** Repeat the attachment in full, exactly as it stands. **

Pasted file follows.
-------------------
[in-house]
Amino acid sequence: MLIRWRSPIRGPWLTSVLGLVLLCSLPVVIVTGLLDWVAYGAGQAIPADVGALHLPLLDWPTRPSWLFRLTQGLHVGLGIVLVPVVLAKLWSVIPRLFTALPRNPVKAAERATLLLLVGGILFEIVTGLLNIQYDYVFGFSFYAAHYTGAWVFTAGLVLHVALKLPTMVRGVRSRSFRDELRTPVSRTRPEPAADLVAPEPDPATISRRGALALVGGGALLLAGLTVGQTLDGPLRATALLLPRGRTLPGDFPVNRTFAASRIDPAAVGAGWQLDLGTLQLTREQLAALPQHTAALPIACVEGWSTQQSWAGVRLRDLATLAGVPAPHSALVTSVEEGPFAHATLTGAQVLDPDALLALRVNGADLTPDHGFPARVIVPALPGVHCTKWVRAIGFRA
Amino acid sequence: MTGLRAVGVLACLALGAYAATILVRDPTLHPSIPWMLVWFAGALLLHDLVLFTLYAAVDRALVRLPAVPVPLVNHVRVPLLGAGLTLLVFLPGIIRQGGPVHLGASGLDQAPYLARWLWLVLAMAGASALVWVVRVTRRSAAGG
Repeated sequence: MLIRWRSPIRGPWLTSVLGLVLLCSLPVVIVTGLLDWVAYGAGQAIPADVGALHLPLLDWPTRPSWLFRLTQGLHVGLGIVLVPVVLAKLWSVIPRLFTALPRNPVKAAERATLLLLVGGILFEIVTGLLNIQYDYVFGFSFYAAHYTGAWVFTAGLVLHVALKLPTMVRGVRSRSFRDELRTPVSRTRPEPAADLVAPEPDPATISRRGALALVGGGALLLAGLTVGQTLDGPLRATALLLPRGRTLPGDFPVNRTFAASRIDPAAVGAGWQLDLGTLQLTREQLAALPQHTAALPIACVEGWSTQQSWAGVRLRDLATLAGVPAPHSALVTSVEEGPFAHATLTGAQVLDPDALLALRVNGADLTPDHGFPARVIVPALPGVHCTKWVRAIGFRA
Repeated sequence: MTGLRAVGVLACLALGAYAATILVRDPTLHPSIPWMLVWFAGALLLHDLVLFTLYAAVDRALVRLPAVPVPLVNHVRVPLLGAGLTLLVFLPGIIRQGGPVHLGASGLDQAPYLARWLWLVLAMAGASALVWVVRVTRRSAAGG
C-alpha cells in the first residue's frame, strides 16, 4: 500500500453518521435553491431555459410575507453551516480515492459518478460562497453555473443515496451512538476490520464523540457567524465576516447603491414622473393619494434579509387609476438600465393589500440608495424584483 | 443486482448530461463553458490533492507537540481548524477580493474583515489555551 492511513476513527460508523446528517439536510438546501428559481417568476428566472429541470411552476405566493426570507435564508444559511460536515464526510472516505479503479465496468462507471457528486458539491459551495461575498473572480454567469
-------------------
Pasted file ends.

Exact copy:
[in-house]
Amino acid sequence: MLIRWRSPIRGPWLTSVLGLVLLCSLPVVIVTGLLDWVAYGAGQAIPADVGALHLPLLDWPTRPSWLFRLTQGLHVGLGIVLVPVVLAKLWSVIPRLFTALPRNPVKAAERATLLLLVGGILFEIVTGLLNIQYDYVFGFSFYAAHYTGAWVFTAGLVLHVALKLPTMVRGVRSRSFRDELRTPVSRTRPEPAADLVAPEPDPATISRRGALALVGGGALLLAGLTVGQTLDGPLRATALLLPRGRTLPGDFPVNRTFAASRIDPAAVGAGWQLDLGTLQLTREQLAALPQHTAALPIACVEGWSTQQSWAGVRLRDLATLAGVPAPHSALVTSVEEGPFAHATLTGAQVLDPDALLALRVNGADLTPDHGFPARVIVPALPGVHCTKWVRAIGFRA
Amino acid sequence: MTGLRAVGVLACLALGAYAATILVRDPTLHPSIPWMLVWFAGALLLHDLVLFTLYAAVDRALVRLPAVPVPLVNHVRVPLLGAGLTLLVFLPGIIRQGGPVHLGASGLDQAPYLARWLWLVLAMAGASALVWVVRVTRRSAAGG
Repeated sequence: MLIRWRSPIRGPWLTSVLGLVLLCSLPVVIVTGLLDWVAYGAGQAIPADVGALHLPLLDWPTRPSWLFRLTQGLHVGLGIVLVPVVLAKLWSVIPRLFTALPRNPVKAAERATLLLLVGGILFEIVTGLLNIQYDYVFGFSFYAAHYTGAWVFTAGLVLHVALKLPTMVRGVRSRSFRDELRTPVSRTRPEPAADLVAPEPDPATISRRGALALVGGGALLLAGLTVGQTLDGPLRATALLLPRGRTLPGDFPVNRTFAASRIDPAAVGAGWQLDLGTLQLTREQLAALPQHTAALPIACVEGWSTQQSWAGVRLRDLATLAGVPAPHSALVTSVEEGPFAHATLTGAQVLDPDALLALRVNGADLTPDHGFPARVIVPALPGVHCTKWVRAIGFRA
Repeated sequence: MTGLRAVGVLACLALGAYAATILVRDPTLHPSIPWMLVWFAGALLLHDLVLFTLYAAVDRALVRLPAVPVPLVNHVRVPLLGAGLTLLVFLPGIIRQGGPVHLGASGLDQAPYLARWLWLVLAMAGASALVWVVRVTRRSAAGG
C-alpha cells in the first residue's frame, strides 16, 4: 500500500453518521435553491431555459410575507453551516480515492459518478460562497453555473443515496451512538476490520464523540457567524465576516447603491414622473393619494434579509387609476438600465393589500440608495424584483 | 443486482448530461463553458490533492507537540481548524477580493474583515489555551 492511513476513527460508523446528517439536510438546501428559481417568476428566472429541470411552476405566493426570507435564508444559511460536515464526510472516505479503479465496468462507471457528486458539491459551495461575498473572480454567469